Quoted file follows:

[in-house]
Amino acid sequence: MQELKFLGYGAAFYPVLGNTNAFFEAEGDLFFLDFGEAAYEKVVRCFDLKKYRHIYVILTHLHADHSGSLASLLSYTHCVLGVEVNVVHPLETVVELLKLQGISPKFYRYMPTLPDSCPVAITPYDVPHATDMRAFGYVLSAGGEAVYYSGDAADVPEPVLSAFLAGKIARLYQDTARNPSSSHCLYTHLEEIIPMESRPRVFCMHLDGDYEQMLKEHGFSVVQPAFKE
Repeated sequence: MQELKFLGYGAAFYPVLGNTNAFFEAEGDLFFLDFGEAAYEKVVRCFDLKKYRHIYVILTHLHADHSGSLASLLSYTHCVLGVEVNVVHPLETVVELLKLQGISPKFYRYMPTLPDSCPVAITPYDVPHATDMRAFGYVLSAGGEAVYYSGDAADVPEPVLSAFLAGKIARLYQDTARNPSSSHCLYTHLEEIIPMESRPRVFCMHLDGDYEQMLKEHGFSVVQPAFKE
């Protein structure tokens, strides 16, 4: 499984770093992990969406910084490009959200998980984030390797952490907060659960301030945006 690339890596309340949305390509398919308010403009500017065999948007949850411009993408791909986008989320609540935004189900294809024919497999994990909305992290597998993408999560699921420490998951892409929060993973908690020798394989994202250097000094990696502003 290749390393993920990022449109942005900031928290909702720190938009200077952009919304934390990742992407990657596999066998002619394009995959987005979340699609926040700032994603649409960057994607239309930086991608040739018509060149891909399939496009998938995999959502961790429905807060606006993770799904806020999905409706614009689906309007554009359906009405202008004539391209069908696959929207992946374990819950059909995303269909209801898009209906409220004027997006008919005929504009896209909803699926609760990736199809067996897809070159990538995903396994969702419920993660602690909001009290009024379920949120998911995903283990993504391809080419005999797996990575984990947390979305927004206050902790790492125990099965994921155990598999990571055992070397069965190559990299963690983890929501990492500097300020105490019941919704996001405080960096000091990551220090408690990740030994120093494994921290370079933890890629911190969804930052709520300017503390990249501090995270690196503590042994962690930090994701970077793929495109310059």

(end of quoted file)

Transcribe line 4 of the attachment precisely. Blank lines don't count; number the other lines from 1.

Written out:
């Protein structure tokens, strides 16, 4: 499984770093992990969406910084490009959200998980984030390797952490907060659960301030945006 690339890596309340949305390509398919308010403009500017065999948007949850411009993408791909986008989320609540935004189900294809024919497999994990909305992290597998993408999560699921420490998951892409929060993973908690020798394989994202250097000094990696502003 290749390393993920990022449109942005900031928290909702720190938009200077952009919304934390990742992407990657596999066998002619394009995959987005979340699609926040700032994603649409960057994607239309930086991608040739018509060149891909399939496009998938995999959502961790429905807060606006993770799904806020999905409706614009689906309007554009359906009405202008004539391209069908696959929207992946374990819950059909995303269909209801898009209906409220004027997006008919005929504009896209909803699926609760990736199809067996897809070159990538995903396994969702419920993660602690909001009290009024379920949120998911995903283990993504391809080419005999797996990575984990947390979305927004206050902790790492125990099965994921155990598999990571055992070397069965190559990299963690983890929501990492500097300020105490019941919704996001405080960096000091990551220090408690990740030994120093494994921290370079933890890629911190969804930052709520300017503390990249501090995270690196503590042994962690930090994701970077793929495109310059």